He couldn’t see the Salesman’s translucent ability against the blue sky, but he could certainly feel it. The draining effect. Even this suit wouldn’t be able to withstand it for long.
But Abbas had counted the seconds correctly. His cruise missile arrived in time to flank the Salesman for him. Ivan noticed it too late, only capable of giving the warhead a look of bug-eyed anger before impact.
The force of the explosion might have knocked Abbas off course if not for the suit’s automated impact mitigation system. Far quicker than Abbas himself could have reacted, the suit calculated the path of least resistance and corrected his course for him in order to incur as little turbulence as possible. This meant that, rather than curving out and away from the explosion, the suit dove headfirst into it, keeping his body perpendicular to the blast’s point of origin, like an arrow piercing a balloon.
He came through it, no worse for wear, and the Salesman was no longer in the way. Abbas knew that he only had precious few moments to press this fleeting advantage. He rocketed toward the smoke and radiation and lingering antiparticles of his expended jet and let his suit absorb their effects.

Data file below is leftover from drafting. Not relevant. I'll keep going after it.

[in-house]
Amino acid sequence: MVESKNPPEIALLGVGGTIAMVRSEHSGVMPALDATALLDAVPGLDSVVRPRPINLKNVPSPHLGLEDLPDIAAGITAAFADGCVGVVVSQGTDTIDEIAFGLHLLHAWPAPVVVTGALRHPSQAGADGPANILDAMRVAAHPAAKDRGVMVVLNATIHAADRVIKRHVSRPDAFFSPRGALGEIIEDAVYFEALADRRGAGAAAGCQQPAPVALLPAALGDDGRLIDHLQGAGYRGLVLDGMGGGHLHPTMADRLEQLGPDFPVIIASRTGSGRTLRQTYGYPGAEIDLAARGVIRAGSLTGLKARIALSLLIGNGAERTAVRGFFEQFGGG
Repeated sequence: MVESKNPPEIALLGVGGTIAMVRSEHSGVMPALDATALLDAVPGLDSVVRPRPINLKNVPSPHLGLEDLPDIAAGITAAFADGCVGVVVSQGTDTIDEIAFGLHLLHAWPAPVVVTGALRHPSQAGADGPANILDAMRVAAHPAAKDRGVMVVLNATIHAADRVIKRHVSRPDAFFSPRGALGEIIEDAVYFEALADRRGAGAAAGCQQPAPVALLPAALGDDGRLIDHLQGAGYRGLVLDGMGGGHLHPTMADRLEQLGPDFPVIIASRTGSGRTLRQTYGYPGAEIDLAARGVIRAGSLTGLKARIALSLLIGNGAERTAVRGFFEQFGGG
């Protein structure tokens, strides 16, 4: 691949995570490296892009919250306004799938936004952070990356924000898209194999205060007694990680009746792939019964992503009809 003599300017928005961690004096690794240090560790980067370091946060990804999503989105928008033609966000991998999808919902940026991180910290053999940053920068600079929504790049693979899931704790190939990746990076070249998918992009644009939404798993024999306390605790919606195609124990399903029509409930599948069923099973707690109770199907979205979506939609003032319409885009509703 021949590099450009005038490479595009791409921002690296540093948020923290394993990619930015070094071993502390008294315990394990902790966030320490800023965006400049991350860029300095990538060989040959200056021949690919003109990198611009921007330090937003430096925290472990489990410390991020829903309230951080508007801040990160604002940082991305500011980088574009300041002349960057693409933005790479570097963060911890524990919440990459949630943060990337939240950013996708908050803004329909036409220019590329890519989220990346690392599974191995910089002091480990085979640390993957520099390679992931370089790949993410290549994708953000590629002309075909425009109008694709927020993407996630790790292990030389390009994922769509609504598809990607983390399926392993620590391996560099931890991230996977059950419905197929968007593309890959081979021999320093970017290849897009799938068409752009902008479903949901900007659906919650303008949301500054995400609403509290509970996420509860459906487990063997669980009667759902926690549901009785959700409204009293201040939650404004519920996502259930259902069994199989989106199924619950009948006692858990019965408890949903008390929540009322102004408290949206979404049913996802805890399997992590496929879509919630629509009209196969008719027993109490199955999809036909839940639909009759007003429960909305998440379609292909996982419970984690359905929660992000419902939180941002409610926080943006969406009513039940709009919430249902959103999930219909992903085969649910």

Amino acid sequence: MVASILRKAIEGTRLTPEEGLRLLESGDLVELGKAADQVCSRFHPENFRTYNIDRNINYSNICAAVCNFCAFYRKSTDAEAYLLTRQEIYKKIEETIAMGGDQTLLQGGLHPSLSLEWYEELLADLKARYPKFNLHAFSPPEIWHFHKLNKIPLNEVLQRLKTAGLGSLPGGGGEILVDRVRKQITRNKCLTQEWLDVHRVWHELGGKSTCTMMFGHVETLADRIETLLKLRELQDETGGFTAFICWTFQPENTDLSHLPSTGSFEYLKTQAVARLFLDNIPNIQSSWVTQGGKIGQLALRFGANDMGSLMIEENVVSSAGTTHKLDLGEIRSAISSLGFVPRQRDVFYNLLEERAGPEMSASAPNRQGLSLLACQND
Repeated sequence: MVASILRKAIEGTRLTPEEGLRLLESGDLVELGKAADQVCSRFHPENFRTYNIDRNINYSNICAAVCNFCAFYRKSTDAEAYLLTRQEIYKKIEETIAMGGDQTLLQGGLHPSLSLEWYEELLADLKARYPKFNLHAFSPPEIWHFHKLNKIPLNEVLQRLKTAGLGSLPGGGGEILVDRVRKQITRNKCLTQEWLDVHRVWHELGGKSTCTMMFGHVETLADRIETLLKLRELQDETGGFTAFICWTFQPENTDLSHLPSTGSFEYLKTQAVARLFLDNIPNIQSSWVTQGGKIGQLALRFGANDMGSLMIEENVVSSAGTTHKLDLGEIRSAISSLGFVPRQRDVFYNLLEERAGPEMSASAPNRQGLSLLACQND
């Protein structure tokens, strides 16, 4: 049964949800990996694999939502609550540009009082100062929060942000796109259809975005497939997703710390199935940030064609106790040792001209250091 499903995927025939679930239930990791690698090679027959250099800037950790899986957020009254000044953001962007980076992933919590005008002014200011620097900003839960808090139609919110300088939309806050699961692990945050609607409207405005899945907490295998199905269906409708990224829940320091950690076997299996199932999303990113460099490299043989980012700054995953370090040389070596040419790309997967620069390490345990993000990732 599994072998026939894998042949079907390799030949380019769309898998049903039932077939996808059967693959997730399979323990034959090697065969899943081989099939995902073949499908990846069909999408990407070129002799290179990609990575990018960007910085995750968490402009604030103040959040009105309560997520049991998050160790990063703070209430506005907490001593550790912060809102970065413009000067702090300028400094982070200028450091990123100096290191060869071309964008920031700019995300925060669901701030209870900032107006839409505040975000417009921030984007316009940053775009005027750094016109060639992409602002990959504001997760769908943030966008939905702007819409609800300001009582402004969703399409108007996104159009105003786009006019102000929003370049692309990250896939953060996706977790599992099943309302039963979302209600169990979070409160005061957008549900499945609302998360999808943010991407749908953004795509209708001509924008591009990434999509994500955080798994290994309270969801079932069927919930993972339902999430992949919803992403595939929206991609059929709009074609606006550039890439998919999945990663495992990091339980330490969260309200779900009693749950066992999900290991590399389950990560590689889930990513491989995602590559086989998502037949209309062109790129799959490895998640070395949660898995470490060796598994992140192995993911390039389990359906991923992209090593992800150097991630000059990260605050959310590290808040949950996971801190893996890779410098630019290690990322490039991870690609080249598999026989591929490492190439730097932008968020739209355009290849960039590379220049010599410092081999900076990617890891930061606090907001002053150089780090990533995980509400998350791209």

The result, as expected, was more explosions. But these were only physical, and his suit had soul-strengthening on its side. The antiparticle effects were not going to last long as they tried in vain to collide with their oppositely charged counterparts, so Abbas had to act immediately, even while wreathed in subatomic annihilation.
He curved around and pushed through the debris of his cruise missile. He saw the Salesman, a half-missing husk tumbling through the air. One might be forgiven for thinking that the man was no longer a threat in such a state, but Abbas knew better. This job was not yet done.